# .Machine

0th

Percentile

##### Numerical Characteristics of the Machine

.Machine is a variable holding information on the numerical characteristics of the machine R is running on, such as the largest double or integer and the machine's precision.

Keywords
programming, math, sysdata
##### Usage
.Machine
##### Details

The algorithm is based on Cody's (1988) subroutine MACHAR. As all current implementations of R use 32-bit integers and use IEC 60559 floating-point (double precision) arithmetic, all but three of the last four values are the same for almost all R builds.

Note that on most platforms smaller positive values than .Machine\$double.xmin can occur. On a typical R platform the smallest positive double is about 5e-324.

##### Value

A list with components

double.eps

the smallest positive floating-point number x such that 1 + x != 1. It equals double.base ^ ulp.digits if either double.base is 2 or double.rounding is 0; otherwise, it is (double.base ^ double.ulp.digits) / 2. Normally 2.220446e-16.

double.neg.eps

a small positive floating-point number x such that 1 - x != 1. It equals double.base ^ double.neg.ulp.digits if double.base is 2 or double.rounding is 0; otherwise, it is (double.base ^ double.neg.ulp.digits) / 2. Normally 1.110223e-16. As double.neg.ulp.digits is bounded below by -(double.digits + 3), double.neg.eps may not be the smallest number that can alter 1 by subtraction.

double.xmin

the smallest non-zero normalized floating-point number, a power of the radix, i.e., double.base ^ double.min.exp. Normally 2.225074e-308.

double.xmax

the largest normalized floating-point number. Typically, it is equal to (1 - double.neg.eps) * double.base ^ double.max.exp, but on some machines it is only the second or third largest such number, being too small by 1 or 2 units in the last digit of the significand. Normally 1.797693e+308. Note that larger unnormalized numbers can occur.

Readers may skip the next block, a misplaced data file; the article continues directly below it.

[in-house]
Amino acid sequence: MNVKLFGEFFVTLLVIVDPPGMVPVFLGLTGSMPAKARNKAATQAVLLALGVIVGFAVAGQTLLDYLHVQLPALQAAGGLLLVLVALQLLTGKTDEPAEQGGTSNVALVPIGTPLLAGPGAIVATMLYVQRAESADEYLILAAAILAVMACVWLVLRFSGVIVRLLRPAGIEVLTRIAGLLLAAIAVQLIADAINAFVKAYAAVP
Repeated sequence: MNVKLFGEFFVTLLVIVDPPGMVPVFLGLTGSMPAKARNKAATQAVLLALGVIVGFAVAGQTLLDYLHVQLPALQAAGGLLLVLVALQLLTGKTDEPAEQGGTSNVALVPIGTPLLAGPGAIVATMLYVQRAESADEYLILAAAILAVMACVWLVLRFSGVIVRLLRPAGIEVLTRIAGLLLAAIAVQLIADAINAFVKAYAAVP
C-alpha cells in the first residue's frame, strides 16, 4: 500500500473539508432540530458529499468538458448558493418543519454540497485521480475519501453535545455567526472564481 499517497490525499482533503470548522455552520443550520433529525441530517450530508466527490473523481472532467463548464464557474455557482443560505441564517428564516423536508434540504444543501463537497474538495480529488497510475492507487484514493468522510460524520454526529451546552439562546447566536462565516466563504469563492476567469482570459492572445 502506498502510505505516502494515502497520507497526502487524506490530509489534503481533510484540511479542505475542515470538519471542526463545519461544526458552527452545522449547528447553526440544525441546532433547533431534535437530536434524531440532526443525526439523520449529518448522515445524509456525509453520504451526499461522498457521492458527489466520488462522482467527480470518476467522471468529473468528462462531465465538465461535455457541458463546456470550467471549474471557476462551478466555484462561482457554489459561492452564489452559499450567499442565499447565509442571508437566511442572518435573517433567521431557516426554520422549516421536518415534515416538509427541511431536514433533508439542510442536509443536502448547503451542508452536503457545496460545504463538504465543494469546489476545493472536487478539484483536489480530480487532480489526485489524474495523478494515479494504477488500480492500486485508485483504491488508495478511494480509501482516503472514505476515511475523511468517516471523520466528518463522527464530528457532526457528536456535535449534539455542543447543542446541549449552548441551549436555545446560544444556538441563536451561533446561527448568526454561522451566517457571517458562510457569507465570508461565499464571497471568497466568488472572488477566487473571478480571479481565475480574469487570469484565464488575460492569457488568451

double.base

the radix for the floating-point representation: normally 2.

double.digits

the number of base digits in the floating-point significand: normally 53.

double.rounding

the rounding action, one of 0 if floating-point addition chops; 1 if floating-point addition rounds, but not in the IEEE style; 2 if floating-point addition rounds in the IEEE style; 3 if floating-point addition chops, and there is partial underflow; 4 if floating-point addition rounds, but not in the IEEE style, and there is partial underflow; 5 if floating-point addition rounds in the IEEE style, and there is partial underflow. Normally 5.

double.guard

the number of guard digits for multiplication with truncating arithmetic. It is 1 if floating-point arithmetic truncates and more than double digits base-double.base digits participate in the post-normalization shift of the floating-point significand in multiplication, and 0 otherwise. Normally 0.

double.ulp.digits

the largest negative integer i such that 1 + double.base ^ i != 1, except that it is bounded below by -(double.digits + 3). Normally -52.

double.neg.ulp.digits

the largest negative integer i such that 1 - double.base ^ i != 1, except that it is bounded below by -(double.digits + 3). Normally -53.

double.exponent

the number of bits (decimal places if double.base is 10) reserved for the representation of the exponent (including the bias or sign) of a floating-point number. Normally 11.

double.min.exp

the largest in magnitude negative integer i such that double.base ^ i is positive and normalized. Normally -1022.

double.max.exp

the smallest positive power of double.base that overflows. Normally 1024.

integer.max

the largest integer which can be represented. Always $2^31 - 1 = 2147483647$.

sizeof.long

the number of bytes in a C long type: 4 or 8 (most 64-bit systems, but not Windows).

sizeof.longlong

the number of bytes in a C long long type. Will be zero if there is no such type, otherwise usually 8.

sizeof.longdouble

the number of bytes in a C long double type. Will be zero if there is no such type (or its use was disabled when R was built), otherwise possibly 12 (most 32-bit builds) or 16 (most 64-bit builds).

sizeof.pointer

the number of bytes in a C SEXP type. Will be 4 on 32-bit builds and 8 on 64-bit builds of R.

##### Note

sizeof.longdouble only tells you the amount of storage allocated for a long double (which are normally used internally by R for accumulators in e.g.sum, and can be read by readBin). Often what is stored is the 80-bit extended double type of IEC 60559, padded to the double alignment used on the platform --- this seems to be the case for the common R platforms using ix86 and x86_64 chips.

##### References

Cody, W. J. (1988) MACHAR: A subroutine to dynamically determine machine parameters. Transactions on Mathematical Software, 14, 4, 303--311.

.Platform for details of the platform.
library(base) # NOT RUN { .Machine ## or for a neat printout noquote(unlist(format(.Machine))) # }